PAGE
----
Friday, 27 December 2013

Why Split Logs?

After sawing a few logs today (with my very good new Husqvarna chainsaw), I started splitting them down to some vague approximation of a 3 x 2. (That's pronounced threebittoo, if you're in the trade). Splitting those logs gave me time, and cause, to ponder on the Why? of it. Well, here goes:


If you've a regularly shaped rectangular block of wood 9" long and each side is 6" wide, and you throw it into your woodstove, four sides will probably soon be burning. (Yes, and the ends, but, for ease, forget them for now). That's (9" x 6" x 4) 212 square ins of burning wood surface.

If you split an identical lump of wood into 3 pieces lengthways, the surface area of each log is 9 x 6 twice and 9 x 2 twice (plus the ends, but, for ease, forget the ends). That's 144 square ins of burning surface x 3 (because you split that big log, didn't you). In total that's 432 sq ins of burning surface, slightly more than twice as much burning surface as the unsplit log you started with. That's why I split logs.

The total surface area of the ends of the logs is neither increased nor reduced by my splitting, is it. No, it's not.

Tuesday, 24 December 2013

Midnight on the Winter Solstice at Cairn Holy, near Carsluith, Galloway.

 
A scrappy shot of the waning moon a little after midnight on the winter solstice (21st December), at Cairn Holy, near Carsluith, Galloway. It took a little presence of mind to set my alarm and to be up and about for midnight (00.16 at that location), and to sit alone in what's described as a burial chamber, but I don't think ever was, and to hold the camera still on a bendy legged mini-tripod while strongly gusting winds sent clouds tattering past like delinquent bedsheets.
 
 
 
 
About ten hours later from the west end of the long barrow.
 
 

 
 

Monday, 9 December 2013

Life's a Beech.

Yesterday for a couple of hours I was working with a friend in Greaves Park, Lancaster. A beech tree had been blown down across the cycle track alongside the A6. Serious tree people had removed a 6ft length of the trunk thereby allowing passage along the cycle track, then they'd cleared off! Leaving all of the rest of the tree! (And some horse chestnut branches and some pine that might be larch).

Jackal-like we swooped on the injured limbs and at one stage there was a bow saw, six little Stihl's and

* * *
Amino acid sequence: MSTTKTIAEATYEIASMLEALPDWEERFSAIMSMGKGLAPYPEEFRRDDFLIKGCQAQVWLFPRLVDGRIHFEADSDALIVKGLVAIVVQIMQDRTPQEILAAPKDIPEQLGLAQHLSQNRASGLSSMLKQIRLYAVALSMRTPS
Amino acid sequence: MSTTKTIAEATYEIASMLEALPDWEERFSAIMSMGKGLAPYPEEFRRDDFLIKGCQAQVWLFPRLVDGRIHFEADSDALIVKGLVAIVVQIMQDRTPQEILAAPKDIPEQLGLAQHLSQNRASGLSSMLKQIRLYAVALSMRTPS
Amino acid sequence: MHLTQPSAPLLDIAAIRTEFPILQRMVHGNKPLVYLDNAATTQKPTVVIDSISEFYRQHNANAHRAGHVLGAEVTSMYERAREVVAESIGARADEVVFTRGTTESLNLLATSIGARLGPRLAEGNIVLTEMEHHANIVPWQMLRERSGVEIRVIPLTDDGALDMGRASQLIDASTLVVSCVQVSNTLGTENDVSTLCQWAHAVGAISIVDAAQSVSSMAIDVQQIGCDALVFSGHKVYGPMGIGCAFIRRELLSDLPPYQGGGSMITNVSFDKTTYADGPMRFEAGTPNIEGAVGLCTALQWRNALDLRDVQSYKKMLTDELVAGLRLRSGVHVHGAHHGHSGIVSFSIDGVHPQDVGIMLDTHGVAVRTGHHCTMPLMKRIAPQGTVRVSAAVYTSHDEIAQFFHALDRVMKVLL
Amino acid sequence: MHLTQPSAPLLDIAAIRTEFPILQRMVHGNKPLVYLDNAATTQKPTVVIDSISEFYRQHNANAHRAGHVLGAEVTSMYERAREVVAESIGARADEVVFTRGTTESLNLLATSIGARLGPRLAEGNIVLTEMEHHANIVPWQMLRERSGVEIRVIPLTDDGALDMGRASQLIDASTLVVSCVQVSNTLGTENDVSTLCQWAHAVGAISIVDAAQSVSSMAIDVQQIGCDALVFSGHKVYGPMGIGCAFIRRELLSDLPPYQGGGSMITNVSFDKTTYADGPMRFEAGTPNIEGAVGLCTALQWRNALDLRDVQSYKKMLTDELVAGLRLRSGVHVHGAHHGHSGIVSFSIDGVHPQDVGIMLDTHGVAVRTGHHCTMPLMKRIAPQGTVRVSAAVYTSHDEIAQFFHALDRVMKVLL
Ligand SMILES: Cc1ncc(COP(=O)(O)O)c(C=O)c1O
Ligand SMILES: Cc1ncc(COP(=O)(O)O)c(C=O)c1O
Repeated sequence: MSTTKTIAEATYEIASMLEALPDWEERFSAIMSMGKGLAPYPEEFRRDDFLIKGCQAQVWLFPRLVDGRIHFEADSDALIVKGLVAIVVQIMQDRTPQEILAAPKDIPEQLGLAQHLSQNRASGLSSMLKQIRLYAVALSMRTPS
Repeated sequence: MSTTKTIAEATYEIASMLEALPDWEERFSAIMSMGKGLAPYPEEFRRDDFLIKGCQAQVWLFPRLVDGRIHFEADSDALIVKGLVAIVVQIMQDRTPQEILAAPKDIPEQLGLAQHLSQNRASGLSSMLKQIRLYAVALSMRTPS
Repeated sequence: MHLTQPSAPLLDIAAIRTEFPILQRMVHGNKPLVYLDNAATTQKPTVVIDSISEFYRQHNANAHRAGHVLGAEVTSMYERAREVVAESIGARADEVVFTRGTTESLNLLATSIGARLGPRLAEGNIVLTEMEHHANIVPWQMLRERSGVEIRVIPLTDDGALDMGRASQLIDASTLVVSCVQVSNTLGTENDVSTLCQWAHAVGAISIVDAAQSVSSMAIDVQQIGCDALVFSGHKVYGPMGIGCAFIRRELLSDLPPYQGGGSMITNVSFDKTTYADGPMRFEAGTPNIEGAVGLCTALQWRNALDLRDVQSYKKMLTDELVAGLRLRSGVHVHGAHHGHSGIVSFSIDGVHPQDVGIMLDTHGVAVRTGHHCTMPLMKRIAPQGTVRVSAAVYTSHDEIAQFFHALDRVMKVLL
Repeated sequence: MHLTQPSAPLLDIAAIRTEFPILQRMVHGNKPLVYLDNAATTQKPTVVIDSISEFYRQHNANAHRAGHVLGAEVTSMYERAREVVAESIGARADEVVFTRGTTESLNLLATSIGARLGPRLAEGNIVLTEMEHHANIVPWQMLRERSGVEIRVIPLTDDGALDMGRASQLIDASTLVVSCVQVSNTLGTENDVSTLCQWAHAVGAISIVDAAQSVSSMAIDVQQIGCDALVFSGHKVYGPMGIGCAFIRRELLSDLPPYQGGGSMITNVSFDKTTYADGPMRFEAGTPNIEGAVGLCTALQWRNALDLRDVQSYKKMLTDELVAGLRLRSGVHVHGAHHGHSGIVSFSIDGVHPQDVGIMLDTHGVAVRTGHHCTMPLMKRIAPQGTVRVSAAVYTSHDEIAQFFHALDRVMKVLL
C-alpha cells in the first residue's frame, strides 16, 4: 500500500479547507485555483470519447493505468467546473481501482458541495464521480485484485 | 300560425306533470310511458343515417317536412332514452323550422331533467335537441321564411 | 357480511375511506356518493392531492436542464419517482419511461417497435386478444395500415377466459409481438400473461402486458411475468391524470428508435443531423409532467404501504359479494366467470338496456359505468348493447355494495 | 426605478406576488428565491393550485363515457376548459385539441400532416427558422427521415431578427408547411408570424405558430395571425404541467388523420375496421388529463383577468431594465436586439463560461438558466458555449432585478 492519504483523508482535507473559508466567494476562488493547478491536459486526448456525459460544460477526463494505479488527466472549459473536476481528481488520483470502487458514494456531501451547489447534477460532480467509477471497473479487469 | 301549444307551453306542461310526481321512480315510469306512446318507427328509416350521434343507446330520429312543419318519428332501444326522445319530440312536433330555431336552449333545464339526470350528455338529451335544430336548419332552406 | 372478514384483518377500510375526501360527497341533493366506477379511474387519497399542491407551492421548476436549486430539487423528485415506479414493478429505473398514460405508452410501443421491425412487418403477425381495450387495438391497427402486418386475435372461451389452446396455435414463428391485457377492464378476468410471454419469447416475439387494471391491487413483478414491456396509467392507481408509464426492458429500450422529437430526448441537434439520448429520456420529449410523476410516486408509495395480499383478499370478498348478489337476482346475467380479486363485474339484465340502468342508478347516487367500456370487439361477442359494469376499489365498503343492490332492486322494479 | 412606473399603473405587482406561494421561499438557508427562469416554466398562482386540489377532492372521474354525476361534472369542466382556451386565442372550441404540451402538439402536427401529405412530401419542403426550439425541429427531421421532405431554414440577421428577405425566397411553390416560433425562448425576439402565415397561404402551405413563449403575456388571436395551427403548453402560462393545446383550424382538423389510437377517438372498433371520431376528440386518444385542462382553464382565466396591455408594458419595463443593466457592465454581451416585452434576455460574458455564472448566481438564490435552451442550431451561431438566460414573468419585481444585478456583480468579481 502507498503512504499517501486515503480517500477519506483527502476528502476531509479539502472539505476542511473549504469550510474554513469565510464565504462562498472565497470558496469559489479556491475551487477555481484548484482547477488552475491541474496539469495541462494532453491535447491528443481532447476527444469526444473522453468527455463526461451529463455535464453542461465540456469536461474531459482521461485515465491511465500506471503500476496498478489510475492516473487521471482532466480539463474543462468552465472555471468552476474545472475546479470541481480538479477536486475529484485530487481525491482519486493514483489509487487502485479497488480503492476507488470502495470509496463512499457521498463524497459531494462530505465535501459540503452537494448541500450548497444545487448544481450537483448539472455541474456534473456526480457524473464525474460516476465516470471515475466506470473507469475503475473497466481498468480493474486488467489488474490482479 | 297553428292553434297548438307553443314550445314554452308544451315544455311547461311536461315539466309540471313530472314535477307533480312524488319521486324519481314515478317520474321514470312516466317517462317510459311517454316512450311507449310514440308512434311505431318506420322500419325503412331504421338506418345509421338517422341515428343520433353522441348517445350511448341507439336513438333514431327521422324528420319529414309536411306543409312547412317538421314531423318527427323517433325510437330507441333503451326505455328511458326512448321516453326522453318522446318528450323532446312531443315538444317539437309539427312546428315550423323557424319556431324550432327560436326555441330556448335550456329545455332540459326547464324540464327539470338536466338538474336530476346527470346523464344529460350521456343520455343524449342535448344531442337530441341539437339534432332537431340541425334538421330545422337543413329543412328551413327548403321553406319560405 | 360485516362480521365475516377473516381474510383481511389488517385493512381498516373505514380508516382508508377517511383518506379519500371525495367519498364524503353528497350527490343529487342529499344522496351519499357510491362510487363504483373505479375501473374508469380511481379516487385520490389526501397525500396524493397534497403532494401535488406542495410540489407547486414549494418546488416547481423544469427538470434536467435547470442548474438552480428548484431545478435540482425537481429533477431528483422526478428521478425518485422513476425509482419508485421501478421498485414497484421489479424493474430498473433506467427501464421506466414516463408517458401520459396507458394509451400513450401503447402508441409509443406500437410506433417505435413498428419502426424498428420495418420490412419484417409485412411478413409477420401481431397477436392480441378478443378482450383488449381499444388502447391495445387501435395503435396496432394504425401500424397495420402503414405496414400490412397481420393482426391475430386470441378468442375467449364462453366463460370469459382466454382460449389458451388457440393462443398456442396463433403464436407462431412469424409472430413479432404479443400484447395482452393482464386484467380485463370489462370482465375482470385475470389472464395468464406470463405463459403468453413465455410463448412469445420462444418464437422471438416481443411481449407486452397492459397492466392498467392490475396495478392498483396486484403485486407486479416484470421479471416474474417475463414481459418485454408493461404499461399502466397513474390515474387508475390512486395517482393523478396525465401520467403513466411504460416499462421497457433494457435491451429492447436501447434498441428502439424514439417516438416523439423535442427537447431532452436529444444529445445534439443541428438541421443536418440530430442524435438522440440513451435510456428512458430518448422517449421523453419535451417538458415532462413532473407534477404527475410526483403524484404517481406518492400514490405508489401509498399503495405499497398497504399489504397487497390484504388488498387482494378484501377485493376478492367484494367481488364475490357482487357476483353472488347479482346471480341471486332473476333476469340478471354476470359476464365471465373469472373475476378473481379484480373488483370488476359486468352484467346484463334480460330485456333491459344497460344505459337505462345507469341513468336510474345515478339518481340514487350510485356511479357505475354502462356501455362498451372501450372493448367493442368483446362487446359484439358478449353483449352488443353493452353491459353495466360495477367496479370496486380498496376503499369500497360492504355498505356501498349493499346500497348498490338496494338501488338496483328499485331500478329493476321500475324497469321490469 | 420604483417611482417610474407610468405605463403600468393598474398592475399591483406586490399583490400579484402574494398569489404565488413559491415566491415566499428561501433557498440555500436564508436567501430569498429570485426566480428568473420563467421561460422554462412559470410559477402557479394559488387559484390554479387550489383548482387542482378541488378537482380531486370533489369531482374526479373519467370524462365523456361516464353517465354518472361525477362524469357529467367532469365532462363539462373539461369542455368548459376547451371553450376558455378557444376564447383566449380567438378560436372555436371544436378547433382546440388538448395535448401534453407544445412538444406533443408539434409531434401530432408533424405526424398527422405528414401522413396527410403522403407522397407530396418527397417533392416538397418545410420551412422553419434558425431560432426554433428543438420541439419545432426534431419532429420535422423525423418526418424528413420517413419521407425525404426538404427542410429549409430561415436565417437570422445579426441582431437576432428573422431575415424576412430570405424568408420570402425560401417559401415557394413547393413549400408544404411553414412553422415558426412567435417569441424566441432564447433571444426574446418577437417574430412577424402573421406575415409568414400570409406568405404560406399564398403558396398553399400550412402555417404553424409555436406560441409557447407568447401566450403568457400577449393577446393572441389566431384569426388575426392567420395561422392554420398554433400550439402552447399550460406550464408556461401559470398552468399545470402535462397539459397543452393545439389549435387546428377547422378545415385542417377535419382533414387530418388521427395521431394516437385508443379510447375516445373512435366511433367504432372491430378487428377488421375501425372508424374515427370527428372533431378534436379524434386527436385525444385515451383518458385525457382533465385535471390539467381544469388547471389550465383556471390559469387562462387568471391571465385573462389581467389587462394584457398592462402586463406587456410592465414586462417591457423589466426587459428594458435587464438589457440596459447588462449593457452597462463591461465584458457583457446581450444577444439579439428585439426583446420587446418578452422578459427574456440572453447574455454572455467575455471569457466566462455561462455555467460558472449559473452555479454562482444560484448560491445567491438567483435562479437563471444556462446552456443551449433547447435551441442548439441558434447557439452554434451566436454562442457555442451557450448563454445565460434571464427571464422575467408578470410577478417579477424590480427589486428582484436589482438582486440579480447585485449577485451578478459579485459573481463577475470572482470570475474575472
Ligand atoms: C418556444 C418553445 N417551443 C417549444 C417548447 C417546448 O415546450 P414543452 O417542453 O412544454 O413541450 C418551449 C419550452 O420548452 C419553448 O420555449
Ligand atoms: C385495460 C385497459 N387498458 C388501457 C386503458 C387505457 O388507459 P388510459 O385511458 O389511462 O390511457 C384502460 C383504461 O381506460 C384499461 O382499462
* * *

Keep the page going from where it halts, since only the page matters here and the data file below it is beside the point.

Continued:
my new Husqvarna all buzzing away like fury. I was glad to see that most of the fellers seemed to prefer big wood, because I like roughly 3" x 2"-ish logs - better calorific value and much less work than splitting those great hunkeroonies. I guess my friend and I got about 1¾ tons of very good quality wood between us and, come xmas 2015, it'll be just right for burning.

An hour later I cycled past the park. All the fellers had gone leaving a scenario which put me in mind of a beached whale stripped for its meat, but in this case we'd taken the skeleton and left the rest behind. And a lot less work for the professional tree people.

Wouldn't it be good if Lancaster had a great big forest of its own. Do you remember "Plant a tree in '73"? And the wits who very quickly came up with "Buy a saw in '74"? If only we'd taken trees very much more seriously then. And now.

Sunday, 8 December 2013

Cry of Love

Last weekend on the Saturday market on Market Street, Lancaster I saw a favourite LP on that good secondhand book and record stall. And I bought that LP. Yes, vynil. Yes, gatefold sleeve. For £20. It was on the Track label, a first pressing, of the first posthumously released album by Jimi Hendrix, Cry of Love. And it's in far better condition than you could possibly expect of any such document more than 40 years old.

Long ago, or so it seems, I owned Cry of Love on cassette, but I wore it out to the extent that its s
parkle had long since departed, stuck to the heads of tired old players in long ago houses, flats and cars. (Rory Gallagher's Live in Europe was another similarly exhausted recording).

In more recent years the ten tracks were reshuffled, and added to, re-, re- and re-released amongst the apparently endless barrel-scrapings of Jimi Hendrix' recorded legacy.

I am so very happy to have acquired the real Cry of Love. Now every time I see it - the cover's upright on the kitchen table and facing anyone who might pass that way - I feel as if it must already be xmas day, probably 1971, and that all subsequent xmases were, are, and ever shall be, of relatively less importance.

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